________________ CM . . . . Volume XVI Number 10 . . . . November 6, 2009

cover

Salt. (The Salt Trilogy, Volume I).

Maurice Gee.
Victoria, BC: Orca, 2009.
252 pp, hardcover, $18.00.
ISBN 978-1-55469-209-5.

Grades 9-12 / Ages 14-17.

Review by Katie Edwards.

** /4

Reviewed from Advance Reading Copy.

excerpt:

The old man, Gantok, the woman, Teelar, listened politely, but the boy, watching Hari, seemed impatient. His name was Danatok. He sat down in a chair at a table almost filling the room and said silently: Hari, sit by me. I want to know about your father.

They took him to Deep Salt, Hari said. I'm going to get him. What sort of man is he?

He's the best hunter in Blood Burrow. The best fighter. He's killed more king rats than anyone else.

King rats? They're big? As big as your dog? Danatok said.Some are bigger. But my father kills them.

For food?The big ones are tough. The young ones are tender. Good meat.

Is that his knife you're wearing? Hari took it from its sheath and laid it on the table but kept his hand on it jealously.

A Dweller knife, said the old man, Gantok, peering at it.

 

The white-skinned people of Company have travelled over the ocean to Belong where they have enslaved the dark-skinned population and called their new home City. In the Burrows outside City, the native people have been reduced to living in ruined buildings and hunting rats for food. Periodically, enforcers called Whips use their electric gloves to round up the men of the Burrows and put them to work in farms or mines.

     Hari's father, Tarl, is sentenced to work in Deep Salt, a mine from which no one returns. Horrified, Hari vows to find Deep Salt and rescue his father.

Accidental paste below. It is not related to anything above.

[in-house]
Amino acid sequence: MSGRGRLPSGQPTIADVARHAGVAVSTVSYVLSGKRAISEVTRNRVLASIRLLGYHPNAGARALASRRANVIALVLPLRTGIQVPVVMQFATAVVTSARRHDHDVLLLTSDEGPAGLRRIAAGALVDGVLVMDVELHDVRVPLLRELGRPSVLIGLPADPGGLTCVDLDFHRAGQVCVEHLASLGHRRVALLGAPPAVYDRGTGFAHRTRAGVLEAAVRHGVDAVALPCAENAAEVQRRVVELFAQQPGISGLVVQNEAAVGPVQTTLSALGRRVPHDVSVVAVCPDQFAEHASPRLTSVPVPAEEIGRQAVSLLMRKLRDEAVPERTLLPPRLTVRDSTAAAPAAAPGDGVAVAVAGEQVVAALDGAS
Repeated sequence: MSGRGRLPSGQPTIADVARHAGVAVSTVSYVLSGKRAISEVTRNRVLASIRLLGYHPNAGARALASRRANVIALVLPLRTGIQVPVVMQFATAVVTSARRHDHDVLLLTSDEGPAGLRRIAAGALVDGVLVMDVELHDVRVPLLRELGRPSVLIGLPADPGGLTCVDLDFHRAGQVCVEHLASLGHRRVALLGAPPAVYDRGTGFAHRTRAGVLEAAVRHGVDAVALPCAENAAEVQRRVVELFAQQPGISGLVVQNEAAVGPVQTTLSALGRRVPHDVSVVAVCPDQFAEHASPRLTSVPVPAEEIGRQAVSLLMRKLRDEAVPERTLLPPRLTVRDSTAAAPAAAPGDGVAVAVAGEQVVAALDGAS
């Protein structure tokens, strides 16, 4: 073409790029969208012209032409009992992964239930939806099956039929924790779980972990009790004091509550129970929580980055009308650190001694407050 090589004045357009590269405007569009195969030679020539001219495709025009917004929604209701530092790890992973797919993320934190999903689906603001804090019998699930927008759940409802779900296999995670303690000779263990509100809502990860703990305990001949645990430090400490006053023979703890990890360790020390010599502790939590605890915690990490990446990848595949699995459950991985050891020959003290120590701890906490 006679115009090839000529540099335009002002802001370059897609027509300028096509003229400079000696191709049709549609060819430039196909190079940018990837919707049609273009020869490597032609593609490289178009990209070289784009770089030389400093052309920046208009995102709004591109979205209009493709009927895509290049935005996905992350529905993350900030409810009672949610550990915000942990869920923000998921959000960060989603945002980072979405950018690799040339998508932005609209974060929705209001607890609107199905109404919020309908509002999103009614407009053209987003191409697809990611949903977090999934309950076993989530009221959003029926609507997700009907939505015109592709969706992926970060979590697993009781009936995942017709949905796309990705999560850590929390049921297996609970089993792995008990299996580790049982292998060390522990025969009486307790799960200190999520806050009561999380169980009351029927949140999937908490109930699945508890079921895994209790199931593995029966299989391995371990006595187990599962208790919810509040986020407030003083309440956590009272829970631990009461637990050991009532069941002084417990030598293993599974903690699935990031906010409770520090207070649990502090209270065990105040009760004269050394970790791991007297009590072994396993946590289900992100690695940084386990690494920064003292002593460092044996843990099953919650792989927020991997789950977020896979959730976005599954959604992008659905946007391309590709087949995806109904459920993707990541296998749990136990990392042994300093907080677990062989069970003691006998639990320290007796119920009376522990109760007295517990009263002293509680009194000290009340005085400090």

Just as Hari is setting out on his quest, a blonde heiress in City is also preparing to leave her home. Pearl is a daughter of a powerful house, but her maidservant, Tealeaf, has taught her about the evils of Company.

     Tealeaf is one of the Dwellers, a strange three-fingered race, that has the power to communicate telepathically and to influence the minds of others. Tealeaf has seen this power in Pearl as well and helps her escape an arranged marriage.

     When Tealeaf spots Hari communicating with animals outside City, she realizes that he, too, has this power. The three eventually join up and travel together across the wilderness to meet the Dwellers and find Deep Salt.

     Salt deals with themes of racism, colonialism and sexism. These issues create the grounds for an interesting relationship between Hari and Pearl. When they meet, they instantly dislike each other: Hari recognizes Pearl as Company, and Pearl is offended by Hari's coarse language and violent nature.

     Throughout their journey, the pair grow closer together until they return secretly to City and the Burrows, and each must rely on the other to act as a guide in their former homes. They have transformed from oppressor and victim to equals. Hari also observes a change in his thinking about the opposite sex: "He had grown up with women who kept quiet until they were asked. Everything was changing. He found he did not mind."